Narrator: This is Science Today. In the past
decade, scientists have discovered two receptors in
the brain which are affected by synthetic drugs called
cannibinoids. These drugs mimic the active ingredient
found in marijuana. Ian Meng, a researcher at the
University of California, San Francisco, likens the
relationship between these brain receptors and cannibinoids,
to a lock and key.
The receptors are on the cell membrane and they're
sort of like the lock and the cannibinoid, or the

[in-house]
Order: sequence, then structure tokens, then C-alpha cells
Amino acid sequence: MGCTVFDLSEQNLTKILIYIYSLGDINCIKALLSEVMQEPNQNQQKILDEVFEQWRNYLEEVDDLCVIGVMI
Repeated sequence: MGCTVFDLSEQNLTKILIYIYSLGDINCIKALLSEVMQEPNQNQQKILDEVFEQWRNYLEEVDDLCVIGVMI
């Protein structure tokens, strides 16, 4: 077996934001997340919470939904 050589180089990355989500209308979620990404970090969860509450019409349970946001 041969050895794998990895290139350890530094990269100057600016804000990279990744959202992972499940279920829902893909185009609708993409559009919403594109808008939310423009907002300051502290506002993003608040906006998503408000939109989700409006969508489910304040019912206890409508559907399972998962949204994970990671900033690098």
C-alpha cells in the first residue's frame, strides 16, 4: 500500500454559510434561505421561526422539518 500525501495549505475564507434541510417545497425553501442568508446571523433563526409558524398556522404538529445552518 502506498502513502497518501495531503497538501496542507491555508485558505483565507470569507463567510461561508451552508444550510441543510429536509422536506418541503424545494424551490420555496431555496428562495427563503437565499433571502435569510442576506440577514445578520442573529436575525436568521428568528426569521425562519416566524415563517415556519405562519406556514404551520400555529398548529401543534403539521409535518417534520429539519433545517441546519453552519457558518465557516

synthetic drugs we now have in the laboratory, can
fit into that lock like they key and unleash all of
Narrator: Meng discovered these actions include
a process similar to the release of natural endorphins
which results in pain reduction.
Meng: And what we have now found is that the
cannabinoids do the same thing. They can tap into
this same brain circuitry and activate a very specific
population of neurons to reduce the pain signal -
just like the natural endorphins do.
Narrator: For Science Today, I'm Larissa Branin.